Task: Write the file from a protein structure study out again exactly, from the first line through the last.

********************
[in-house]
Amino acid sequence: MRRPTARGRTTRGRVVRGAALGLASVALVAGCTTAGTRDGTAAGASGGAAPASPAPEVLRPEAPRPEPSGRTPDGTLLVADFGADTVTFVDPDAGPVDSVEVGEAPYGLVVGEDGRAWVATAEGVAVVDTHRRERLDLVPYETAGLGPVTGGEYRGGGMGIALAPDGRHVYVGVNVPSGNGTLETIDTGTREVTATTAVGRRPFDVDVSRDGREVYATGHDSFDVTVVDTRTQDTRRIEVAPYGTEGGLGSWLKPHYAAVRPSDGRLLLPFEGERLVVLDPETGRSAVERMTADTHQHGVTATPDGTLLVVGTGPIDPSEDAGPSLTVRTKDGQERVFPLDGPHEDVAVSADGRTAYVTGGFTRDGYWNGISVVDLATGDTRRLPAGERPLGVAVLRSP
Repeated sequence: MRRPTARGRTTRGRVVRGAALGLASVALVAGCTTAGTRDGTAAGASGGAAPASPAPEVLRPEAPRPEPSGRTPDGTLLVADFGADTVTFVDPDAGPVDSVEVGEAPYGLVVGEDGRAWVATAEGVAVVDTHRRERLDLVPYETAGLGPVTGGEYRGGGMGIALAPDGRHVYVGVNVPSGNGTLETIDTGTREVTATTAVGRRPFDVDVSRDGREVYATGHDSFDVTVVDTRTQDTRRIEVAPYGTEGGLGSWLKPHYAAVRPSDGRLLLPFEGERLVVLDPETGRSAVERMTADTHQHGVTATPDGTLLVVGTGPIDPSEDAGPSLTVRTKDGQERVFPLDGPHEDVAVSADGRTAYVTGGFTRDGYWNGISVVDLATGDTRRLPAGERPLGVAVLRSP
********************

[in-house]
Amino acid sequence: MRRPTARGRTTRGRVVRGAALGLASVALVAGCTTAGTRDGTAAGASGGAAPASPAPEVLRPEAPRPEPSGRTPDGTLLVADFGADTVTFVDPDAGPVDSVEVGEAPYGLVVGEDGRAWVATAEGVAVVDTHRRERLDLVPYETAGLGPVTGGEYRGGGMGIALAPDGRHVYVGVNVPSGNGTLETIDTGTREVTATTAVGRRPFDVDVSRDGREVYATGHDSFDVTVVDTRTQDTRRIEVAPYGTEGGLGSWLKPHYAAVRPSDGRLLLPFEGERLVVLDPETGRSAVERMTADTHQHGVTATPDGTLLVVGTGPIDPSEDAGPSLTVRTKDGQERVFPLDGPHEDVAVSADGRTAYVTGGFTRDGYWNGISVVDLATGDTRRLPAGERPLGVAVLRSP
Repeated sequence: MRRPTARGRTTRGRVVRGAALGLASVALVAGCTTAGTRDGTAAGASGGAAPASPAPEVLRPEAPRPEPSGRTPDGTLLVADFGADTVTFVDPDAGPVDSVEVGEAPYGLVVGEDGRAWVATAEGVAVVDTHRRERLDLVPYETAGLGPVTGGEYRGGGMGIALAPDGRHVYVGVNVPSGNGTLETIDTGTREVTATTAVGRRPFDVDVSRDGREVYATGHDSFDVTVVDTRTQDTRRIEVAPYGTEGGLGSWLKPHYAAVRPSDGRLLLPFEGERLVVLDPETGRSAVERMTADTHQHGVTATPDGTLLVVGTGPIDPSEDAGPSLTVRTKDGQERVFPLDGPHEDVAVSADGRTAYVTGGFTRDGYWNGISVVDLATGDTRRLPAGERPLGVAVLRSP